-Didn’t think the Padmanakin wedding place was real since the films are so CGIfull.. ZING!
    -Anti Gay Biggots 1, Anti Anti Gay Biggots 0 on that one!

  • Anonymous

    The argument that it’s libraries that are killing bookstores is insane. He even says it in the article: libraries have existed for 150 years… if they’re killing bookstores now, that’s a really slow-growing problem. You might say it’s not even a problem at all.

  • Rebecca Pahle

    It’s such a random argument! You’re just ticked off that you get less money from a library than from a bookstore, admit it. And then deal with it.

  • Anonymous

    The only reason I started reading some of the Horrible Histories books as a kid was because I borrowed one of them from my local library.

    That means that Terry Deary is quite possibly the wrongest person in the entire world.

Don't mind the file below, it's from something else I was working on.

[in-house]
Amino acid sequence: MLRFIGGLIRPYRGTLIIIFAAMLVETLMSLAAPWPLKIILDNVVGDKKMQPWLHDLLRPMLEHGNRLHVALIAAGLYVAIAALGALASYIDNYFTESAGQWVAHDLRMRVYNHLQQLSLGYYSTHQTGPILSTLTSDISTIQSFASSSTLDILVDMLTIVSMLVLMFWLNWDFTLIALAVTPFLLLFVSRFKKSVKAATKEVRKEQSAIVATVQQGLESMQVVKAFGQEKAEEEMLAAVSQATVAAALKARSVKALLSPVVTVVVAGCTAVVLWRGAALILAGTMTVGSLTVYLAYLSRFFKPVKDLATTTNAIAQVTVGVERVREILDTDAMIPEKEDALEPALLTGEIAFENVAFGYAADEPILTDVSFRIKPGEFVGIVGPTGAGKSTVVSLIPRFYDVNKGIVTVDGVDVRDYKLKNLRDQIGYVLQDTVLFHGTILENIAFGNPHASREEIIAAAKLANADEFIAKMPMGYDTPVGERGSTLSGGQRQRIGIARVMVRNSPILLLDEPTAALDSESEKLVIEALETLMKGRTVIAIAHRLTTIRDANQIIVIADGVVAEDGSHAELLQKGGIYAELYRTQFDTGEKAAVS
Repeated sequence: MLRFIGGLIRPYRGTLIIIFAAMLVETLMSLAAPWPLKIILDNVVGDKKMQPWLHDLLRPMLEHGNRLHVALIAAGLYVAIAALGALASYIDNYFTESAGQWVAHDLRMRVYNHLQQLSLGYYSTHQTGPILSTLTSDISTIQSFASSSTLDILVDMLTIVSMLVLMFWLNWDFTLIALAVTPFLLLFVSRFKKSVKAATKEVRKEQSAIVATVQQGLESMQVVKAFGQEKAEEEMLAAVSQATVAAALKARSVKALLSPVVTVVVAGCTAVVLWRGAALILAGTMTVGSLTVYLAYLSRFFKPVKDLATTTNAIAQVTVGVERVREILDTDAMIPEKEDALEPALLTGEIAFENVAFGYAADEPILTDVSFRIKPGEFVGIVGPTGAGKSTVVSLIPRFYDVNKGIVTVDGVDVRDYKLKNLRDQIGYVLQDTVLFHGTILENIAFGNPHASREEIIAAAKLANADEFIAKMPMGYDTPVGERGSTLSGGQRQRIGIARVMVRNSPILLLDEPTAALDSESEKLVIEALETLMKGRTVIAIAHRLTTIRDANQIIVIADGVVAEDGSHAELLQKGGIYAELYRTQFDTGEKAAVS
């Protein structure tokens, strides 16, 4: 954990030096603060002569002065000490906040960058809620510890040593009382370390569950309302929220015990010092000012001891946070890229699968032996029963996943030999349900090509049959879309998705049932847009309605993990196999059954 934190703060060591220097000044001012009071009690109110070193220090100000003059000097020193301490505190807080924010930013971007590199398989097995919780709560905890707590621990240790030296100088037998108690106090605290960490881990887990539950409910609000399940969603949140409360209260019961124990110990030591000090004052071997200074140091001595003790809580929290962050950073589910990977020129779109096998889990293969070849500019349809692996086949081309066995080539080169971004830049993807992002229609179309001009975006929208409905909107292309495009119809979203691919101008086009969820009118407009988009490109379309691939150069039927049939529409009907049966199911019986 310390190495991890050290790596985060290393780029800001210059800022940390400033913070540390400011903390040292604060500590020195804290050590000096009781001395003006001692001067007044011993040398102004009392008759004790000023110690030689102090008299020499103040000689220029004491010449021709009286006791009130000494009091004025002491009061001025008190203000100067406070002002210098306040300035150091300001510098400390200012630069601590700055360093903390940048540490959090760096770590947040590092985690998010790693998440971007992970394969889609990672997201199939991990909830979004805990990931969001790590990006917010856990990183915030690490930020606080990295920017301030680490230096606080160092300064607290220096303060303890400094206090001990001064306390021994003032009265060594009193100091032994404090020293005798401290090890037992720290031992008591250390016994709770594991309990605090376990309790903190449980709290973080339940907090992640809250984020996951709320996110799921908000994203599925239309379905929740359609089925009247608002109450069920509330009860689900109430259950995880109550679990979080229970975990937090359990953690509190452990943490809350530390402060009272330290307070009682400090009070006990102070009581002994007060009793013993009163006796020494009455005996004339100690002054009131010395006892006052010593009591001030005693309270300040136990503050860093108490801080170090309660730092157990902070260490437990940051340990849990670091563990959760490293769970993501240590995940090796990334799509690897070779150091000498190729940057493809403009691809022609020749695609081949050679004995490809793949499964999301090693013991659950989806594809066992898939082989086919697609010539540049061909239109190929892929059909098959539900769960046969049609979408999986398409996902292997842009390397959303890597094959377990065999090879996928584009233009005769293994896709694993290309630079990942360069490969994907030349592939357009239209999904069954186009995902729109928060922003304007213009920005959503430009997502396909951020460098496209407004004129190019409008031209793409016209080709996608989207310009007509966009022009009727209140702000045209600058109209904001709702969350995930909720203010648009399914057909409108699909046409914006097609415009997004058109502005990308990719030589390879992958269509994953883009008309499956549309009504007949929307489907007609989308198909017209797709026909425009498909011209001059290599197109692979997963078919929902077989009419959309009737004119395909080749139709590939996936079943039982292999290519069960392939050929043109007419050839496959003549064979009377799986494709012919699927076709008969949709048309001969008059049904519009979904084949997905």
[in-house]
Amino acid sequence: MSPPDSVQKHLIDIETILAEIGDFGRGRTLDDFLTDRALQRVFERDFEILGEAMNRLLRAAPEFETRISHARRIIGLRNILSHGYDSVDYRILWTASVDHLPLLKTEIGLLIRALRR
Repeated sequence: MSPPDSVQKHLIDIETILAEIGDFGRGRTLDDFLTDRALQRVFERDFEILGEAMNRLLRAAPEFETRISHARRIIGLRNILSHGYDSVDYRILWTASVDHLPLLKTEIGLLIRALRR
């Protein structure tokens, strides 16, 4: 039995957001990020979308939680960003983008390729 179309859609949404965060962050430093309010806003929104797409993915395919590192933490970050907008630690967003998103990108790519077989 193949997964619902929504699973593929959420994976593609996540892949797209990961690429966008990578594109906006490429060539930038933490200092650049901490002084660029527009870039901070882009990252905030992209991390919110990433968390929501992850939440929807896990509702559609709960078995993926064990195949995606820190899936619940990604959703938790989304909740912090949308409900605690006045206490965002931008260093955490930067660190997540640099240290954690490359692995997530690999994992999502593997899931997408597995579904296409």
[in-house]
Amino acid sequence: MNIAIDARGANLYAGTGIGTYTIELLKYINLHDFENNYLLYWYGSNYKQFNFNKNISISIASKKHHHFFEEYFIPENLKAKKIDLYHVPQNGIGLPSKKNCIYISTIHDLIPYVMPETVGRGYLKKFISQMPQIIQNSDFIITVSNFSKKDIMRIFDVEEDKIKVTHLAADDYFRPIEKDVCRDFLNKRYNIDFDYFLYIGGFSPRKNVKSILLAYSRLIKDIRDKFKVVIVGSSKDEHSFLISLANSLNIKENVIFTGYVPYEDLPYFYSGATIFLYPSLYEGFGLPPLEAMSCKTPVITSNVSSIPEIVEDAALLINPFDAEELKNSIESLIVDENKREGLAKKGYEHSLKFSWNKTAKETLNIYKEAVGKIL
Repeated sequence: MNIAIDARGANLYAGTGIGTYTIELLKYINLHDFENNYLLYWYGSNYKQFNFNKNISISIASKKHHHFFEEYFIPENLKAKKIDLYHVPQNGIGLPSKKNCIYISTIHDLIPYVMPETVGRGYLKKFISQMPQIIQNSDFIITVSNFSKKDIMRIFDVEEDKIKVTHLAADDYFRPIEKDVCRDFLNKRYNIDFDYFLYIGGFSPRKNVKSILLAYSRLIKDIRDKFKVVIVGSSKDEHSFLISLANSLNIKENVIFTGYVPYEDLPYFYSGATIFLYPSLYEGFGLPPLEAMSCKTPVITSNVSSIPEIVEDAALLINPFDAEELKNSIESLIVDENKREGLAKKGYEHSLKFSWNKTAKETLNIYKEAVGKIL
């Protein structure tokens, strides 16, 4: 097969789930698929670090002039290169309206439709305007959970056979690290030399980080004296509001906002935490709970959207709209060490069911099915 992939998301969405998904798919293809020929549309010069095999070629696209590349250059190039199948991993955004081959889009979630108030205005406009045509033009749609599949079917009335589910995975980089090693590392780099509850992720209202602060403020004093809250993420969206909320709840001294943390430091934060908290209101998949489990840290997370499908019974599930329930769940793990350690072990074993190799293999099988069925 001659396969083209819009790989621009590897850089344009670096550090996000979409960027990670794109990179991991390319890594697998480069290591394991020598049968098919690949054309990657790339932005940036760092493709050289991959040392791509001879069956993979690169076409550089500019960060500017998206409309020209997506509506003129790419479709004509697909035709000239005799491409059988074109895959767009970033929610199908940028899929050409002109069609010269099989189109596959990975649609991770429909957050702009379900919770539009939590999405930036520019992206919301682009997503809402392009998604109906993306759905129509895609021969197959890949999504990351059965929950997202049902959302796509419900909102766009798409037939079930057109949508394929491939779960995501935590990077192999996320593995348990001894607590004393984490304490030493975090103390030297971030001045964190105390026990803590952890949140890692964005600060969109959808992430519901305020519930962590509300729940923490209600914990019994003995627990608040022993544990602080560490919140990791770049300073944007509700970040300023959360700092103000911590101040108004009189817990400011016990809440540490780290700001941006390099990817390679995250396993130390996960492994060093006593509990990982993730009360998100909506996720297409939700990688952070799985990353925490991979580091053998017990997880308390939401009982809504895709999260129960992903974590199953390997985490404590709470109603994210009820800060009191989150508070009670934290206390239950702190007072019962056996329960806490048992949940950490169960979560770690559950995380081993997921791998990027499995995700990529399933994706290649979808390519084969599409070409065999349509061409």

• Pamela

    I wonder if Card were advocating against interracial marriage, would DC hire him and then defend his personal beliefs (and actions, because c’mon).

  • Anonymous

    Here’s The Gutters’s take on the Card issue:

  • Calum Syers

    I must say, even before reading the Jezebel article, I’ve been a fan of Eden Sher for a little while. “The Middle” is generic as sin, and the casting of sitcom-friendly actors as the parents (Patricia Heaton and Neil Flynn) keeps the show itself from ever being anything other than middle of the road sitcom fare. But, the performances from the two teens, Sher and Charlie McDermott are really, really good. They really lift the show out of the duldrums of bottom of the barrel. So, I’m glad to hear her speaking up on behalf of more female filmmakers and show runners.

  • Julie Allen

    I love that Deary cites Dahl’s “Matilda” in his argument. The library wasn’t irrelevant to her, certainly; in fact, it because her escape from the horrible home in which she lived. As if I needed even more proof that he has no idea about which he speaks.

  • TKS

    Dang it, Syfy, stop making things that sound great “in theory.” If I had a nickle for every time I was disapointed by a Syfy original, I could fund the SFX of the next “Crocosarus” movie.

  • Anonymous

    If an anti-cupcake bigot smashes my delicious cupcake before I can eat it, and I say hey, go be anti-cupcake at your own table and stop smashing my food, I am not an anti-anti-cupcake bigot.